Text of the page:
Earnings at U.S. banks fell by 7.3 percent in the third quarter due to “nonrecurring events at three large institutions,” which offset overall strong loan growth and a low number of problem banks, according to the Federal Deposit Insurance Corp.’s (FDIC) quarterly banking sector report.
Banks and savings institutions whose depositors are insured up to the coverage limit by the FDIC generated net income of $57.4 billion in the period, which represents a drop of $4.5 billion from a year ago, the report notes (pdf). The average return on assets fell to 1.25 percent from 1.41 percent year-over-year.
However, 62 percent of the 5,256 FDIC-insured institutions reported earnings growth over the past year.
“In line with recent years, more than 60 percent of all banks reported year-over-year increases in net income, and only 4.1 percent of institutions were unprofitable,” said Diane Ellis, director of the FDIC’s Division of Insurance and Research.
Community banks, notably, saw a year-over-year rise in net income to $6.9 billion, an increase of $466 million. That’s a 7.2 percent increase from the same period last year. The quarterly pretax return on assets (ROA) ratio rose to 1.51 percent, the highest quarterly number reported by community banks since the third quarter of 2006.
The FDIC said the decline in overall net income was caused by higher noninterest expense and loan-loss provisions and realized securities losses.
Jelena McWilliams, head of the FDIC, described the hits to profitability as one-offs.
“Overall, the banking industry reported positive results, despite nonrecurring events at three large institutions,” McWilliams said. “While these events resulted in a modest decline in aggregate quarterly net income, the industry reported loan growth, and the number of problem banks remained low.”
Net operating revenue in the banking sector totaled $208.2 billion in the third quarter, up 2.2 percent from a year ago.
“The growth in revenue was due to higher noninterest income, which grew by 4.3 percent,” Ellis said.
Strong Community Bank Figures
Loan portfolio growth was an important factor driving community banks’ solid performance, McWilliams said.
“Net income rose at community banks primarily because of higher net operating revenue,” McWilliams said. “Additionally, the annual rate of loan growth at community banks outpaced the overall industry.”
The number of banks on the FDIC’s “Problem Bank List” ticked down to 55 from 56 during the quarter, the report notes. That’s the lowest figure since 2007.
Four new banks opened in the period, for a total of 10 new banks in 2019.
“No banks failed in the third quarter,” Ellis said.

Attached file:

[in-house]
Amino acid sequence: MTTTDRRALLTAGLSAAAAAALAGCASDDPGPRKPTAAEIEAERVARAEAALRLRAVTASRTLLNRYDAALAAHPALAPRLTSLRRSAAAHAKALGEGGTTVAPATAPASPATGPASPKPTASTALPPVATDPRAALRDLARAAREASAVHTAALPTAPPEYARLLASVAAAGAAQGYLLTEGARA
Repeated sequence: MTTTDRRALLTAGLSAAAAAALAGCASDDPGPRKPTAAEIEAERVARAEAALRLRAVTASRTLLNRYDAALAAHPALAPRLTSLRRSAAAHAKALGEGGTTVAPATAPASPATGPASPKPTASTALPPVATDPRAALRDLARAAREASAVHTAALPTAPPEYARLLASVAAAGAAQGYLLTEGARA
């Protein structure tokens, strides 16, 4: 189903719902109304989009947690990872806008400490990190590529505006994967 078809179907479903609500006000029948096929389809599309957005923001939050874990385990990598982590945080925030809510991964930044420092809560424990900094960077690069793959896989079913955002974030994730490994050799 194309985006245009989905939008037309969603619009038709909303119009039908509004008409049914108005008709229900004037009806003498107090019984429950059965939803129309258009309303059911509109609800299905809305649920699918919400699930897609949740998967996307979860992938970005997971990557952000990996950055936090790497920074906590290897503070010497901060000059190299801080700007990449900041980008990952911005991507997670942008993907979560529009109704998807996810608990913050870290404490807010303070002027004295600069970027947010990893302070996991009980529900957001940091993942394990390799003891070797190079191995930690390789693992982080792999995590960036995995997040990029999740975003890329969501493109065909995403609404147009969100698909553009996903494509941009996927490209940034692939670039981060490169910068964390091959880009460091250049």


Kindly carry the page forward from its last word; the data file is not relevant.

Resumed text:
The FDIC said that the assets of problem banks “rose modestly from $48.5 billion in the second quarter to $48.8 billion.”
‘Prudent Risk Management’
The FDIC head urged banks not to take on excessive risk in the booming economy.
“Despite nonrecurring events at three large institutions that impacted overall net income, the banking industry reported positive results this quarter. With the sustained economic expansion, the FDIC urges banks to uphold careful underwriting standards and prudent risk management,” McWilliams said.
Meanwhile, ABA Chief Economist James Chessen told ABA Banking Journal that the FDIC’s report shows that “our nation’s banks remain key drivers of the U.S. economy with nearly $100 billion in new loans generated in the third quarter.”
Chessen said recent interest rate cuts “have helped sustain the pace of commercial real estate and multi-family lending, and have stimulated an increase in mortgage refinances, which boosted noninterest income.”
Ellis said that all major loan categories reported increases.
“During the past 12 months, loan balances rose by 4.6 percent, slightly above the 4.5 percent annual growth rate reported last quarter,” she said. “The biggest contributors to loan growth were commercial and industrial loans, consumer loans, and residential mortgages.”
“The competition to attract and maintain loan customers and depositors remains strong; consequently, banks need to maintain rigorous underwriting standards and prudent risk management,” McWilliams said.
“In summary, the banking industry reported overall positive results, despite nonrecurring events at three large institutions,” Ellis said. “Loan balances expanded, and the number of ‘problem banks’ remained low.”